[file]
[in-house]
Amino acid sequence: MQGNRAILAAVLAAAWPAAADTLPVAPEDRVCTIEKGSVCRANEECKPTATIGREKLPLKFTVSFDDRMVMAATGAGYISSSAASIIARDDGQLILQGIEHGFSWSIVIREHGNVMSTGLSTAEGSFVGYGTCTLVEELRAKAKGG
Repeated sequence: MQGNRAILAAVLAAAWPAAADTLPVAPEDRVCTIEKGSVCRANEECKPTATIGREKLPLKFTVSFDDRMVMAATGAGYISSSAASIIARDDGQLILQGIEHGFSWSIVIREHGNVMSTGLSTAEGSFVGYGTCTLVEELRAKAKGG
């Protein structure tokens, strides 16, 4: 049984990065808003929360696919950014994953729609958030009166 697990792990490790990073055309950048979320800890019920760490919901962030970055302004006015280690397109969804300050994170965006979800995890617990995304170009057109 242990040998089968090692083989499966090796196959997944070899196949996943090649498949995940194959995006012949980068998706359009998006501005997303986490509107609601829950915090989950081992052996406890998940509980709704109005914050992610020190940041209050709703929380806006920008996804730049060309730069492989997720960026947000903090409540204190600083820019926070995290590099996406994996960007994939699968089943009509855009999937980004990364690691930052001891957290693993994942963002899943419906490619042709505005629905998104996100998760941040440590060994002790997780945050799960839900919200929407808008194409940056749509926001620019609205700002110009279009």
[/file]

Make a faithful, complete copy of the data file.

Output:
[in-house]
Amino acid sequence: MQGNRAILAAVLAAAWPAAADTLPVAPEDRVCTIEKGSVCRANEECKPTATIGREKLPLKFTVSFDDRMVMAATGAGYISSSAASIIARDDGQLILQGIEHGFSWSIVIREHGNVMSTGLSTAEGSFVGYGTCTLVEELRAKAKGG
Repeated sequence: MQGNRAILAAVLAAAWPAAADTLPVAPEDRVCTIEKGSVCRANEECKPTATIGREKLPLKFTVSFDDRMVMAATGAGYISSSAASIIARDDGQLILQGIEHGFSWSIVIREHGNVMSTGLSTAEGSFVGYGTCTLVEELRAKAKGG
């Protein structure tokens, strides 16, 4: 049984990065808003929360696919950014994953729609958030009166 697990792990490790990073055309950048979320800890019920760490919901962030970055302004006015280690397109969804300050994170965006979800995890617990995304170009057109 242990040998089968090692083989499966090796196959997944070899196949996943090649498949995940194959995006012949980068998706359009998006501005997303986490509107609601829950915090989950081992052996406890998940509980709704109005914050992610020190940041209050709703929380806006920008996804730049060309730069492989997720960026947000903090409540204190600083820019926070995290590099996406994996960007994939699968089943009509855009999937980004990364690691930052001891957290693993994942963002899943419906490619042709505005629905998104996100998760941040440590060994002790997780945050799960839900919200929407808008194409940056749509926001620019609205700002110009279009």